The fixed notion of Community Art is elusive, and yet, community art has been around for centuries. Artists are intrinsically drawn to the world they live in, and for many that means not only viewing but participating in it. As I start my personal journey with Community Art, I intend to find out what exactly it means, how exactly it can be defined, so I can help spread this creative fervor and transform the general public into the creatively passionate.

Friday, May 4, 2012


For the past few hours I've been scrounging through my apartment, pulling my art from the walls, the dishwasher, the bookshelves, and anywhere else it has walked off too.  I've removed it from its natural habitat, placed it on an 18"x24" piece of drawing paper and photographed it.  After returning all the art pieces to their homes, I'm now settling in on my laptop to edit it all the pictures I took.
Straight from my kitchen shelves to the internet!

I'm doing this because for grad school this semester I have to create my artist's website and I've realized how little of my art I have quality pictures of.  I have plenty of snapshots of the studio, paintings in progress, ceramics before they were put through the kiln, etc., but by the time my art gets to the finished piece apparently I just let it move on.  The exception to this are the extensive pictures I took from my senior show in painting.  Because I took so many pictures of the gallery last March, making the painting section of my website was much easier.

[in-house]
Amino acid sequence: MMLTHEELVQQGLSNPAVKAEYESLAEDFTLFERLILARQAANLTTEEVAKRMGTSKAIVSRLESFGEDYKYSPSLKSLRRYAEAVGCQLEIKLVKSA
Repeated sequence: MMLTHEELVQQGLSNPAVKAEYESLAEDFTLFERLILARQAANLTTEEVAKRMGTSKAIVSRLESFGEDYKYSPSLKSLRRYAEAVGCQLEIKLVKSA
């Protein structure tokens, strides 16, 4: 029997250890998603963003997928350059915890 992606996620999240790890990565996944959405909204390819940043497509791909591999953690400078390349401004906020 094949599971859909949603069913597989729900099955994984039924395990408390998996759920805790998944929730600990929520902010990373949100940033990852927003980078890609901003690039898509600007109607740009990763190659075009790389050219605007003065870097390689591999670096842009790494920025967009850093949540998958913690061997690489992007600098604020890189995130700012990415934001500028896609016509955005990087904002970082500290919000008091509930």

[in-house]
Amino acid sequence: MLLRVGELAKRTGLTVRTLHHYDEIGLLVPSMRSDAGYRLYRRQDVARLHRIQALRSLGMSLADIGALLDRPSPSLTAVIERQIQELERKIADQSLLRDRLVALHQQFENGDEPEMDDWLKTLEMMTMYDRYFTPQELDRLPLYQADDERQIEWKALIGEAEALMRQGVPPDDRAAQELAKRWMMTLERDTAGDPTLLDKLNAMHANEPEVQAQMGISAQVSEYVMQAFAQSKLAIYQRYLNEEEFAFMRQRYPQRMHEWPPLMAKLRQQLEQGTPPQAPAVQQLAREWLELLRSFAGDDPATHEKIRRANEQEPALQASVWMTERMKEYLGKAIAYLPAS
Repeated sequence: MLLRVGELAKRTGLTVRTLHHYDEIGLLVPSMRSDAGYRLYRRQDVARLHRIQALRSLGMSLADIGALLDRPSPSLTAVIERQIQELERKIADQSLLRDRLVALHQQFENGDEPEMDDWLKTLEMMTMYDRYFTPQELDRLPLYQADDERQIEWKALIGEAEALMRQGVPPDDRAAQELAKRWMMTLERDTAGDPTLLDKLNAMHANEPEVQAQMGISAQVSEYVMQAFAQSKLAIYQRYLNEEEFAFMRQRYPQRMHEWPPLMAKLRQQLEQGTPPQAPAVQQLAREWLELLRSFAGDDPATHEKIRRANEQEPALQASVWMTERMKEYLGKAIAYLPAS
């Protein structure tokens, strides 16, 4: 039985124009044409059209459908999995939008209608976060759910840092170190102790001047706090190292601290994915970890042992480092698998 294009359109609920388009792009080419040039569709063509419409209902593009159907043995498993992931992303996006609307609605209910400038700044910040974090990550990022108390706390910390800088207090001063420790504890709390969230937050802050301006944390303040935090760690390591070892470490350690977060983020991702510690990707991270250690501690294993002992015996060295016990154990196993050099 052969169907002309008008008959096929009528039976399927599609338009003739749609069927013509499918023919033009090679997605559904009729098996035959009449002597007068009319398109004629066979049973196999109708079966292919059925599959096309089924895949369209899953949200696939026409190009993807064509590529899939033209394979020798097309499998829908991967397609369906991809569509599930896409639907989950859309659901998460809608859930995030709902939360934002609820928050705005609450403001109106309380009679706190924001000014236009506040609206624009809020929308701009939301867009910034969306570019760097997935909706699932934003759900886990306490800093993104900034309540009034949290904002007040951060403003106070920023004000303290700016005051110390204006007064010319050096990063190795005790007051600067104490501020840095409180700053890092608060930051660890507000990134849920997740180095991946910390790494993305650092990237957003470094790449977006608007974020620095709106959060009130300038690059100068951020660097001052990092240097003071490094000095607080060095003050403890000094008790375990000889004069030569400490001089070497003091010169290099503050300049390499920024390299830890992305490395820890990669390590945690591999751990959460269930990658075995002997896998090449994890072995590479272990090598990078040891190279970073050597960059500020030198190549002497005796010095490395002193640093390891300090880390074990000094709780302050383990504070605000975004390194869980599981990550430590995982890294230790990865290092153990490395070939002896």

But as I worked on my website I realized that I don't have enough creative output in any single art form to portray myself as a professional artist.  I have about ten paintings, twenty plates/bowls, three recorded songs, two books, and a quickly growing wealth of pictures of kids work.  Separately, this doesn't show the amount of time that I've spent developing myself.  However, all together it starts to form an image of a dedicated artist.

To this end, I photographed all the pieces I have left from my ceramics senior show (which are now sitting in my kitchen, thankfully they were all clean), pottery that I've painted at work over the past nine months, and the various stages of my knitted canvasses.  Adding this to the random images I had strewn throughout my over-full iphoto folder and now I have about seventy pictures to work with, instead of twenty.

I've also realized just how much I've made.  I thought when I moved to Boston my creative output had slowed down some, but now I've realized that while I don't have any new 8" oil paintings, I have generated quite a bit of everything else.  As I go back to work on my website, I can now fill in all the missing areas with concrete examples of my art, what people really what to see, instead of fluffy writing about what I like to do.

The lesson learned: document everything.  I've already made a point to do this, I have journals spilling out of the bookshelf, a 97% full hard-drive, and stacks of art everywhere, but I need to do it more and in a more organized manner.  As I plow along the path to creating my community art center (we now have an in-progress website! I've been focusing on documenting everything, because that's what shows your competence and gets people interested.  As of now, I'm starting to practice what I preach in my own work.  Get ready for a lot more of everything!

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